However, no blending or treating occurs in water drawn from private wells which serve 200,000 people in Suffolk. Ten percent of such wells were found by Suffolk County to exceed the federal drinking water standard for nitrogen. It is a good idea to have your well-water tested. See http://suffolkcountyny.gov/Departments/HealthServices/EnvironmentalQuality/WaterResources/PrivateWellWaterTestingProgram.aspx.
Even if your water currently complies with federal standards, there are numerous reasons to be concerned about protection of the aquifer. First, some pollutants of emerging concern are not treated by water suppliers, such as pharmaceutical and personal care products. Second, the more treatment and blending that suppliers need to do, the more costly water will become. It is also costly for water suppliers to replace supply wells when the raw water they draw becomes too polluted to treat. Third, Nassau County is already experiencing problems with water quantity as well as quality, and this concern is beginning to spread to Suffolk County.
- Surface Waters
FACT: Toxic algae fueled by excess nitrogen pose a range of health threats to humans.
The most dangerous forms of algae are certain strains of cyanobacteria, the presence of which caused closures of numerous lakes and ponds across Long Island in the past three summers. Breathing nearby air can cause asthma and possibly Lou Gehrig’s disease (this research is ongoing); contact can cause rashes and allergic symptoms such as eye irritation, nasal discharge and swollen lips; swallowing cyanobacteria can cause nausea and diarrhea. In other places, there have been reports of kidney damage, heart failure and death from underwater play in affected waters. On Long Island, no humans are known to have died, but a dog’s death is attributed to cyanobacteria in the Town of East Hampton.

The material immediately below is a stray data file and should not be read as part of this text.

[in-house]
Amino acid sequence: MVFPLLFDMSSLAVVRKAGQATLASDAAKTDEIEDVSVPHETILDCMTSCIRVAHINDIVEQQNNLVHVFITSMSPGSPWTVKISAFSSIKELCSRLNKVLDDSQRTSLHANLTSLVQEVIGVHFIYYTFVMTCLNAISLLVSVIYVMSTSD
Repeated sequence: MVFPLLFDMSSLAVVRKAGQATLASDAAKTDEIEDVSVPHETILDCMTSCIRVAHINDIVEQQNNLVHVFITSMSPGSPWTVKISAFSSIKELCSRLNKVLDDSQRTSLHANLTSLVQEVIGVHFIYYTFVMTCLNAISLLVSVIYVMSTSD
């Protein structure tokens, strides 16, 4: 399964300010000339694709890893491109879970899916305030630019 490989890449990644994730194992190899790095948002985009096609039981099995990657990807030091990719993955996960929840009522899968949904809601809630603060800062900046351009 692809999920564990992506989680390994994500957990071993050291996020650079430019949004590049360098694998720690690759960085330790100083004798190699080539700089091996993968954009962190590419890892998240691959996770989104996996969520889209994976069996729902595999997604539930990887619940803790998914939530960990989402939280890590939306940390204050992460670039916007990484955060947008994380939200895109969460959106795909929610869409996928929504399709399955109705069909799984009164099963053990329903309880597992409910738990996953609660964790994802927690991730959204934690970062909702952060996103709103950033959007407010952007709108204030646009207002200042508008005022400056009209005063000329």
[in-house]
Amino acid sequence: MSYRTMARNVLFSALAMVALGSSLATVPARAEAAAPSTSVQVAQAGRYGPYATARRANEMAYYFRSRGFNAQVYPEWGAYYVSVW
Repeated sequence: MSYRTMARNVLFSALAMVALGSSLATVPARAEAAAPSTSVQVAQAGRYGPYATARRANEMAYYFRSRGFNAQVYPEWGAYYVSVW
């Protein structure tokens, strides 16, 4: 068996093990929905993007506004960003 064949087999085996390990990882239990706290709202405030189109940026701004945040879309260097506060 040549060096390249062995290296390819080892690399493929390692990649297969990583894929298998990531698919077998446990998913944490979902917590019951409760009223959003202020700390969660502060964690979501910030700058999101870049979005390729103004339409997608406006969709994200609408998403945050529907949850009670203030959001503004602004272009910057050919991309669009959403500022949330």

Eating shellfish tainted by toxic algae can also cause disease.
Aside from health and recreational impacts on humans, excess nitrogen poses numerous threats to marine life. Below is a summary of leading studies on this issue affecting Long Island’s three main estuaries: Great South Bay, Peconic Bay, and Long Island Sound.
Great South Bay
Studies beginning in 2008 opened people’s eyes to cesspools and conventional septic systems as the main source of Great South Bay’s debilitating algae blooms. Until these studies, stormwater runoff was presumed to be the largest water quality concern. Instead, the studies’ authors found that “wastewater is the dominant source of nitrogen to Great South Bay, particularly wastewater from septic systems,” which accounted for 67% of the total land-derived nitrogen load to Great South Bay. (2011 report, page 4)